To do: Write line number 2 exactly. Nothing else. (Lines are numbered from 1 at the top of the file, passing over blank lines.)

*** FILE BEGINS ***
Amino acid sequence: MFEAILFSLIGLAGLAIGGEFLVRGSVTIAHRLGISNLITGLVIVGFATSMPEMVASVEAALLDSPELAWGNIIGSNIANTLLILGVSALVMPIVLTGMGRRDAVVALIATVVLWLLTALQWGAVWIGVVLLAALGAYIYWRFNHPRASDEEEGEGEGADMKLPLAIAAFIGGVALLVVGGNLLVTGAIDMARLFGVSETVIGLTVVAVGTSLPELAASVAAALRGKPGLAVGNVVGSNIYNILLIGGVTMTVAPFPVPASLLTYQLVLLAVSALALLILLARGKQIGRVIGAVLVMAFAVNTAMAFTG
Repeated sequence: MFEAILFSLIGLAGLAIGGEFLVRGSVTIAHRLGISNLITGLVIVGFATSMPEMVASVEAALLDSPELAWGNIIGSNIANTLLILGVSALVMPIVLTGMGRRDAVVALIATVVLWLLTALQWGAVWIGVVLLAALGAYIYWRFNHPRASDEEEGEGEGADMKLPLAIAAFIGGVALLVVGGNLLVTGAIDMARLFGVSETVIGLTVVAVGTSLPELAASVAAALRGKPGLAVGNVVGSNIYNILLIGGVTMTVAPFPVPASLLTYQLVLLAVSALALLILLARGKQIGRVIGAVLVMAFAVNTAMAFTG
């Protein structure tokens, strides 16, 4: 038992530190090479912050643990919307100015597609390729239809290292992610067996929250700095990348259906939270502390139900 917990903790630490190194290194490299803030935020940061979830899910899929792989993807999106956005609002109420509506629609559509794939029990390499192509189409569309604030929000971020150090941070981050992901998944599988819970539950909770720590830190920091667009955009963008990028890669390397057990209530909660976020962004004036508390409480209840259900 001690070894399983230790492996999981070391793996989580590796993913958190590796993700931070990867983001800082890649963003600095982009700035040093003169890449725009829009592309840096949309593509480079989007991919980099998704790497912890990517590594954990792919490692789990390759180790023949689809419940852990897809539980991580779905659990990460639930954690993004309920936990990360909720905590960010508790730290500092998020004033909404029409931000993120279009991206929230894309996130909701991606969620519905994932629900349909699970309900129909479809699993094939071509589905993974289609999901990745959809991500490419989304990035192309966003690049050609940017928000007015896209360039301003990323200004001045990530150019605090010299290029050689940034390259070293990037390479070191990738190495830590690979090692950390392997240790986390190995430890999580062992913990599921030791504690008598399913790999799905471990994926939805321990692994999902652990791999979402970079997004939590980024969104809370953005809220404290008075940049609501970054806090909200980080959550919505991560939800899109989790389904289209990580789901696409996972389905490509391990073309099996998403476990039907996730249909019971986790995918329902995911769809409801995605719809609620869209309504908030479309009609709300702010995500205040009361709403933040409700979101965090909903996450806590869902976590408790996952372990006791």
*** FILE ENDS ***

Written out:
Repeated sequence: MFEAILFSLIGLAGLAIGGEFLVRGSVTIAHRLGISNLITGLVIVGFATSMPEMVASVEAALLDSPELAWGNIIGSNIANTLLILGVSALVMPIVLTGMGRRDAVVALIATVVLWLLTALQWGAVWIGVVLLAALGAYIYWRFNHPRASDEEEGEGEGADMKLPLAIAAFIGGVALLVVGGNLLVTGAIDMARLFGVSETVIGLTVVAVGTSLPELAASVAAALRGKPGLAVGNVVGSNIYNILLIGGVTMTVAPFPVPASLLTYQLVLLAVSALALLILLARGKQIGRVIGAVLVMAFAVNTAMAFTG